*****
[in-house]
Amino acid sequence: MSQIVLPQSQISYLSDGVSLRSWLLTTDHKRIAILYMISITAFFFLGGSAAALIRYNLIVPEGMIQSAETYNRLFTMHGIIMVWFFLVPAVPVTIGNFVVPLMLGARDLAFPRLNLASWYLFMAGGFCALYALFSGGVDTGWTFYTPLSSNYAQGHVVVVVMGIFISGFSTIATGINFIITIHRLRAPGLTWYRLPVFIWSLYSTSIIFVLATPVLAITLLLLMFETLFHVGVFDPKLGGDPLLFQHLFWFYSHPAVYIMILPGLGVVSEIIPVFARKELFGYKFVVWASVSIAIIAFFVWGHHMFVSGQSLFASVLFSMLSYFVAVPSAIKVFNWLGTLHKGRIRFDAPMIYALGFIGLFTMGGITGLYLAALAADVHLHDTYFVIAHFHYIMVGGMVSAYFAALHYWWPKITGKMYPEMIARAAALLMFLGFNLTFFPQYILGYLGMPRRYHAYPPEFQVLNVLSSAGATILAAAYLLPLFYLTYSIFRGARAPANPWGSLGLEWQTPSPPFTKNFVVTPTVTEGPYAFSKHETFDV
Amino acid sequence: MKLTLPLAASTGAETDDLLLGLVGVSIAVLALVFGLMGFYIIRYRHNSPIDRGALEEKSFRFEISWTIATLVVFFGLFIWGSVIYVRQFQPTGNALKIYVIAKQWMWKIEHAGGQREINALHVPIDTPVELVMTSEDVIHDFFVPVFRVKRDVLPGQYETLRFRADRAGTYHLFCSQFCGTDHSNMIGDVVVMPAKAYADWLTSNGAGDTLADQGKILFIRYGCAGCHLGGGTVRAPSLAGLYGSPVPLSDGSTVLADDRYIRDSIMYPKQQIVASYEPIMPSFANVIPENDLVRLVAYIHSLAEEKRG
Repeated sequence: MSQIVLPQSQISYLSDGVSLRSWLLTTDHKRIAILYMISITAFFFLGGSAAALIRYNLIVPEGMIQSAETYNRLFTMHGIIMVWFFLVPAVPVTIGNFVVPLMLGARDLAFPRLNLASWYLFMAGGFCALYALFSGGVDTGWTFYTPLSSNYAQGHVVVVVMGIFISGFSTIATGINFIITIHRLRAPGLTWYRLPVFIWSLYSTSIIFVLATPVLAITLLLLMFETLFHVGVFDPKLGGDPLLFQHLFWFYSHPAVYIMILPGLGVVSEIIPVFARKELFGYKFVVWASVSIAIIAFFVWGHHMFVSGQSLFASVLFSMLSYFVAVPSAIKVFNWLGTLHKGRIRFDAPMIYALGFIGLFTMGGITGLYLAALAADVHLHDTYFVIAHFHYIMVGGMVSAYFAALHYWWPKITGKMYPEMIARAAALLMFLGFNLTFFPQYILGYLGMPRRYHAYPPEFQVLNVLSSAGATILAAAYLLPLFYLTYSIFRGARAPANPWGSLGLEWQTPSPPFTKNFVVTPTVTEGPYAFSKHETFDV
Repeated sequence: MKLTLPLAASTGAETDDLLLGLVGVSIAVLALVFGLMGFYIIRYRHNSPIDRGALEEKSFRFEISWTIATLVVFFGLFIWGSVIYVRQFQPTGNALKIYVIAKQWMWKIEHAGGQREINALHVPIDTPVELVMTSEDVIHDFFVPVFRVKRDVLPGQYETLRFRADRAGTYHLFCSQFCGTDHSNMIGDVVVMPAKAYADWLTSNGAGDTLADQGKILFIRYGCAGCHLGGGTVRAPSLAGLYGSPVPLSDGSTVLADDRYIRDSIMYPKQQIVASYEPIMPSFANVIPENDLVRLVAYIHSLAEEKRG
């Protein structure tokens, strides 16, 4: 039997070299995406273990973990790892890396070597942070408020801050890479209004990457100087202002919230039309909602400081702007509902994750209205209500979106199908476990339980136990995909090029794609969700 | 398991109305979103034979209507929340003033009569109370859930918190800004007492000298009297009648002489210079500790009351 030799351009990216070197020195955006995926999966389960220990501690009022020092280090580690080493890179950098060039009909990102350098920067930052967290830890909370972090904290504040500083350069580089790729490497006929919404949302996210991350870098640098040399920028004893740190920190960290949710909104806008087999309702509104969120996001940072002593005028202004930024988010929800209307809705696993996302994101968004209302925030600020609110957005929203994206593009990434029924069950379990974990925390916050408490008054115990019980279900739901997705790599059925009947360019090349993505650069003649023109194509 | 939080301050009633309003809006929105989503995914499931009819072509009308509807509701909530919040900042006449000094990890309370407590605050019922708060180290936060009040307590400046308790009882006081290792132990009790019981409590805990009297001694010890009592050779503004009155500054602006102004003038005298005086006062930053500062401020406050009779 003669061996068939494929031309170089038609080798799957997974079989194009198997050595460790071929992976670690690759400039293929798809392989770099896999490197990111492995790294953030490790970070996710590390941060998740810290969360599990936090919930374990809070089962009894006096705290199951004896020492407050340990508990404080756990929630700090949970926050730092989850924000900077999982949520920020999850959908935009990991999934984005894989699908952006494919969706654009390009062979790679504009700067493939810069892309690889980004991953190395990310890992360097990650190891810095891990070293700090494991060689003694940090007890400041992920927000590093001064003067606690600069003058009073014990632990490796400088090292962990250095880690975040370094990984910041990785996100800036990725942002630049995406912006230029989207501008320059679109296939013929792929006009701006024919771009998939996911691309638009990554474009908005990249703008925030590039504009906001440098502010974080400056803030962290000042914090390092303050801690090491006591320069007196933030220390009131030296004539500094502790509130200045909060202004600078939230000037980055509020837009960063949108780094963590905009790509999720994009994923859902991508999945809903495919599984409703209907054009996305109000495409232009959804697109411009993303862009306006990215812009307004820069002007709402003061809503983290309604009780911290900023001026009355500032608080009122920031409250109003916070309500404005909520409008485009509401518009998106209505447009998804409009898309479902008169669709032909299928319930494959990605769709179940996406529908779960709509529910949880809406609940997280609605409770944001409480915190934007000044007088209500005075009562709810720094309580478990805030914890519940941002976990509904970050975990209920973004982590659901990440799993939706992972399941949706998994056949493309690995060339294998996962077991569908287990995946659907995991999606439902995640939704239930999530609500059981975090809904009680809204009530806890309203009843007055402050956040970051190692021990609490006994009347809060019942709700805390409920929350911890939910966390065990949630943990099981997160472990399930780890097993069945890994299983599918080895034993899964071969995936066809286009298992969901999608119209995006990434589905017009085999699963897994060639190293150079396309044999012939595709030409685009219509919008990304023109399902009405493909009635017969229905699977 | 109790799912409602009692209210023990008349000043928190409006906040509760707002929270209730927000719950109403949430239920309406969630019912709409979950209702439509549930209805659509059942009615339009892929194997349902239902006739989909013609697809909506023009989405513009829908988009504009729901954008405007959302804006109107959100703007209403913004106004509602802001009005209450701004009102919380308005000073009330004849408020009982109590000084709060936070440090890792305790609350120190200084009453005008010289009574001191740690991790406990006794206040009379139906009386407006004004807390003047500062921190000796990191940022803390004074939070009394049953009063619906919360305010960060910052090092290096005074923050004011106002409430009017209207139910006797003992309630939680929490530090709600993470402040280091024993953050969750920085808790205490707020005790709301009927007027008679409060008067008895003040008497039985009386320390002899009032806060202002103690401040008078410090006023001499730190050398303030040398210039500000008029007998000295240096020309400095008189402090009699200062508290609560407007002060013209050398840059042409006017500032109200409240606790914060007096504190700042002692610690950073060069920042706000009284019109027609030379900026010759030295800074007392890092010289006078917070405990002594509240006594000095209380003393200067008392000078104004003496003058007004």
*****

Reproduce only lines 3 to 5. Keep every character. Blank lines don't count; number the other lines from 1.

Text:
Amino acid sequence: MKLTLPLAASTGAETDDLLLGLVGVSIAVLALVFGLMGFYIIRYRHNSPIDRGALEEKSFRFEISWTIATLVVFFGLFIWGSVIYVRQFQPTGNALKIYVIAKQWMWKIEHAGGQREINALHVPIDTPVELVMTSEDVIHDFFVPVFRVKRDVLPGQYETLRFRADRAGTYHLFCSQFCGTDHSNMIGDVVVMPAKAYADWLTSNGAGDTLADQGKILFIRYGCAGCHLGGGTVRAPSLAGLYGSPVPLSDGSTVLADDRYIRDSIMYPKQQIVASYEPIMPSFANVIPENDLVRLVAYIHSLAEEKRG
Repeated sequence: MSQIVLPQSQISYLSDGVSLRSWLLTTDHKRIAILYMISITAFFFLGGSAAALIRYNLIVPEGMIQSAETYNRLFTMHGIIMVWFFLVPAVPVTIGNFVVPLMLGARDLAFPRLNLASWYLFMAGGFCALYALFSGGVDTGWTFYTPLSSNYAQGHVVVVVMGIFISGFSTIATGINFIITIHRLRAPGLTWYRLPVFIWSLYSTSIIFVLATPVLAITLLLLMFETLFHVGVFDPKLGGDPLLFQHLFWFYSHPAVYIMILPGLGVVSEIIPVFARKELFGYKFVVWASVSIAIIAFFVWGHHMFVSGQSLFASVLFSMLSYFVAVPSAIKVFNWLGTLHKGRIRFDAPMIYALGFIGLFTMGGITGLYLAALAADVHLHDTYFVIAHFHYIMVGGMVSAYFAALHYWWPKITGKMYPEMIARAAALLMFLGFNLTFFPQYILGYLGMPRRYHAYPPEFQVLNVLSSAGATILAAAYLLPLFYLTYSIFRGARAPANPWGSLGLEWQTPSPPFTKNFVVTPTVTEGPYAFSKHETFDV
Repeated sequence: MKLTLPLAASTGAETDDLLLGLVGVSIAVLALVFGLMGFYIIRYRHNSPIDRGALEEKSFRFEISWTIATLVVFFGLFIWGSVIYVRQFQPTGNALKIYVIAKQWMWKIEHAGGQREINALHVPIDTPVELVMTSEDVIHDFFVPVFRVKRDVLPGQYETLRFRADRAGTYHLFCSQFCGTDHSNMIGDVVVMPAKAYADWLTSNGAGDTLADQGKILFIRYGCAGCHLGGGTVRAPSLAGLYGSPVPLSDGSTVLADDRYIRDSIMYPKQQIVASYEPIMPSFANVIPENDLVRLVAYIHSLAEEKRG